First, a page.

That there phrase could be a high compliment depending on the bird in question.
I believe that the litmus test to a great restaurant or chef is how good their chicken is. Chicken can be a sublime experience if it is wrangled correctly and it usually isn’t.
I ordered the chicken at Chez Papa the other day and it was delicious, moist and perfectly seasoned. It rested on a bed of piperade, chorizo and potatoes and shined regardless of it’s very tasty bedfellows. My lunch partner that day is a cook book editor for a very notable publisher. I mentioned my chicken theory to him and he agreed. He then went on to tell me that he had taken his wife to one of Mario Batali’s restaurants in New York that specializes in fish and his wife ordered chicken. He said that he almost killed her until she defended her case. She said that if you order chicken at a really great restaurant, it will surely be the best chicken you’ve ever had. I agree.
I am not going to talk your ear off about the lovely chickens of my past, but I will mention the chicken at Zuni Cafe in San Francisco. It serves two, takes an hour and costs $48 dollars (yowza). It is roasted in a wood burning oven and served with a Tuscan bread salad that is laced with currants and pine nuts. My mouth is watering as I write this. Only minutes after arriving at your table the toasty and oily little bread chunks soak up some of the natural chicken juices and the symphony of flavors begins.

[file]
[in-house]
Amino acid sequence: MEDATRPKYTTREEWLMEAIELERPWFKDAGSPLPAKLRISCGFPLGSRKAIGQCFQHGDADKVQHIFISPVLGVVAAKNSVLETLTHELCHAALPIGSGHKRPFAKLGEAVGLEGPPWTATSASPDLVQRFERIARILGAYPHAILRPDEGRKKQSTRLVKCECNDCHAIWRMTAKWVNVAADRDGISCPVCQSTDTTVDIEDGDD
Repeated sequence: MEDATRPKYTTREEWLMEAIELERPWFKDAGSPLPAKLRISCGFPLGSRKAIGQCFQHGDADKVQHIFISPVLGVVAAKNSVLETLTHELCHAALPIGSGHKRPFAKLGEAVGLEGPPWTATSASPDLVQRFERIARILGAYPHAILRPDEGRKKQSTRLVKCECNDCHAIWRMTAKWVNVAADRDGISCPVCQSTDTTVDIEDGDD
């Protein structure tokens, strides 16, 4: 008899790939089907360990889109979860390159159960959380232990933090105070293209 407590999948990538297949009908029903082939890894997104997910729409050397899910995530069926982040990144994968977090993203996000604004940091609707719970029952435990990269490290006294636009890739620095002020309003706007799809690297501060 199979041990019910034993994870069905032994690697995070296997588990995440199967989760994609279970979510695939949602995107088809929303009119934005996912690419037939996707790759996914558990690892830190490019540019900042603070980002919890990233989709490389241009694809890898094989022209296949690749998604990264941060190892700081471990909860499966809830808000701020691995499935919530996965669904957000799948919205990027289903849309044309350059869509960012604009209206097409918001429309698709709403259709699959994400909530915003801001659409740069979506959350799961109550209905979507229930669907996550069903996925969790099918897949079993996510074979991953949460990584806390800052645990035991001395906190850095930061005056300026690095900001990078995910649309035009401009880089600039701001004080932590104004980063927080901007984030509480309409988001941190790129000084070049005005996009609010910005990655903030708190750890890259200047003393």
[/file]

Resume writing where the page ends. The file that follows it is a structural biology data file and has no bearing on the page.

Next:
Please comment on this post and let me know what great chickens you have eaten and if you have special tips for making a great bird at home. I will include some tips of my own below.
$$– Spend a couple more dollars to get natural or organic chicken. You can even get one at Trader Joes.
BRINE your bird or simply rub some sea salt and a bit of sugar on it an hour before cook time then rinse and pat dry. Brining helps with moisture and flavor. There are tons of brine recipes, but I prefer less ingredients and steps.
HIGH HEAT- I like to roast mine at 450-475 for 20 minutes and then cook at 375 for the rest of the time depending on the size of the chicken. I don’t put any oil/butter on my chicken. Chicken skin is pretty fatty on it’s own. The high heat cooks the skin fast which creates a shrink wrap effect around the chicken so the meat inside almost steams and the skin gets super crispy. Don’t poke or puncture your chicken. It will release all the fabulous steam and juice.
Cluck cluck. Thank you for reading!